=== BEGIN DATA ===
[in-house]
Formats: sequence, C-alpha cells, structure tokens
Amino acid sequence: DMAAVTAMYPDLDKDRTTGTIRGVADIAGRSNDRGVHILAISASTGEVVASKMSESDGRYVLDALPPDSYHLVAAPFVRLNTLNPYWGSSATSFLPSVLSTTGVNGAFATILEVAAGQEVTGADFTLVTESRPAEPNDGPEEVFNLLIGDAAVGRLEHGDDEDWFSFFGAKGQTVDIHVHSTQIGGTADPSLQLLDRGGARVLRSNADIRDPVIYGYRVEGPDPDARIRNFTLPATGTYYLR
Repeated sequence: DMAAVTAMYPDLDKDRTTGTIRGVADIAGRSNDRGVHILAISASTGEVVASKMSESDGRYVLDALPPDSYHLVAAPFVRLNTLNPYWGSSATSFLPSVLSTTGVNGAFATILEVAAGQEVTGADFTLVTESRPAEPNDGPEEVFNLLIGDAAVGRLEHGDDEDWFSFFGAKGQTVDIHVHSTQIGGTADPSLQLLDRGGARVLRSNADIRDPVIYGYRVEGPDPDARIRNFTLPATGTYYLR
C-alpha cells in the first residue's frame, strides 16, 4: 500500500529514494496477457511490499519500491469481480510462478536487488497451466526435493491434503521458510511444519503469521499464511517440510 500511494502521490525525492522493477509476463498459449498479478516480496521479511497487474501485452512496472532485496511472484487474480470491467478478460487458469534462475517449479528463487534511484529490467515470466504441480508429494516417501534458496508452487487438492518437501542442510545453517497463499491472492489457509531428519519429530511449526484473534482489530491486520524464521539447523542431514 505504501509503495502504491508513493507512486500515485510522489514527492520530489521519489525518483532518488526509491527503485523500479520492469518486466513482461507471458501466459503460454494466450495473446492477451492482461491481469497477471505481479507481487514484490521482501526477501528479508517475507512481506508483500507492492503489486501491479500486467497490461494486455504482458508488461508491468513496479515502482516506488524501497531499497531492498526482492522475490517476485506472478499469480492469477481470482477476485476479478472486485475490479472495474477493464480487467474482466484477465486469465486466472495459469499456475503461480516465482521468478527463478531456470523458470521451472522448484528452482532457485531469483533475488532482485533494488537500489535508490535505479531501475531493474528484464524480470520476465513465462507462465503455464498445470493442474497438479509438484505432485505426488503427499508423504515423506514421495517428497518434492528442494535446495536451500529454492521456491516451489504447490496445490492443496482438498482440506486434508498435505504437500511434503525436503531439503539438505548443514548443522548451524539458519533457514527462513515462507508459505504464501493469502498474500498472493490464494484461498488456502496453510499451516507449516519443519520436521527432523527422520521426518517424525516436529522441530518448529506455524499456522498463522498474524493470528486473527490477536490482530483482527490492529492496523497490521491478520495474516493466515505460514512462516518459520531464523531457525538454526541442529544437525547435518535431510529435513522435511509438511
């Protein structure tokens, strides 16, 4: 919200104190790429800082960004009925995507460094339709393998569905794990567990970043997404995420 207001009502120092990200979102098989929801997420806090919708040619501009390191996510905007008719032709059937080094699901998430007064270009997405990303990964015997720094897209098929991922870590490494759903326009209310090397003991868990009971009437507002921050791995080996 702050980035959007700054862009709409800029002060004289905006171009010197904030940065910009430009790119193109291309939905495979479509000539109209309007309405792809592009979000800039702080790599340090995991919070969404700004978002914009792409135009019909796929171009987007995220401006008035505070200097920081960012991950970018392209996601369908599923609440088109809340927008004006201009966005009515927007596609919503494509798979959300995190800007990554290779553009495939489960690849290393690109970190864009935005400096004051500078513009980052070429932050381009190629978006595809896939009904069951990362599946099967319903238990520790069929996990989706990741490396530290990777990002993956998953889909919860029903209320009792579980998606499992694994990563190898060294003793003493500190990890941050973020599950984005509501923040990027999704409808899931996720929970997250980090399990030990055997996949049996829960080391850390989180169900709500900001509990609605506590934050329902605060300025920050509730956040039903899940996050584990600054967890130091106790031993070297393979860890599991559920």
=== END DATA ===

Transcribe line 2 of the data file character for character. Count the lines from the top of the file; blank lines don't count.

Formats: sequence, C-alpha cells, structure tokens